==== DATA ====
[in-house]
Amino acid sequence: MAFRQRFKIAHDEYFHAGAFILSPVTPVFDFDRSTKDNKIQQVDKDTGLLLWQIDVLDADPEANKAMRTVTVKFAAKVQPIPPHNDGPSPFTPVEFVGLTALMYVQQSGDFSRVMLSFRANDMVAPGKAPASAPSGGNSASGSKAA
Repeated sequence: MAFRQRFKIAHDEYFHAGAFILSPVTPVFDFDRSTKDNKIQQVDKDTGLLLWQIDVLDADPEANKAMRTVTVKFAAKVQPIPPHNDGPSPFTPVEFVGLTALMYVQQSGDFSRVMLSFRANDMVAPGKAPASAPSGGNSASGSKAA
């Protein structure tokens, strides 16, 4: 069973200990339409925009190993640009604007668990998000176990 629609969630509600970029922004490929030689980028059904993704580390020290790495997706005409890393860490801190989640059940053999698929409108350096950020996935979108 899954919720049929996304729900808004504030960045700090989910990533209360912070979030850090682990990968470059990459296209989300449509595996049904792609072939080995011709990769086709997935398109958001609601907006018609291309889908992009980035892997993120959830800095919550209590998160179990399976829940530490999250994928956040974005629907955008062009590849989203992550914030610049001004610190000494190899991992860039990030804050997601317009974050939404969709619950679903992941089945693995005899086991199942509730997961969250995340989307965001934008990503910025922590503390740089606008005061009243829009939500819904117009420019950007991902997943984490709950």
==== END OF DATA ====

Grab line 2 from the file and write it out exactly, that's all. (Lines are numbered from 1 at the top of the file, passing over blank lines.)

Amino acid sequence: MAFRQRFKIAHDEYFHAGAFILSPVTPVFDFDRSTKDNKIQQVDKDTGLLLWQIDVLDADPEANKAMRTVTVKFAAKVQPIPPHNDGPSPFTPVEFVGLTALMYVQQSGDFSRVMLSFRANDMVAPGKAPASAPSGGNSASGSKAA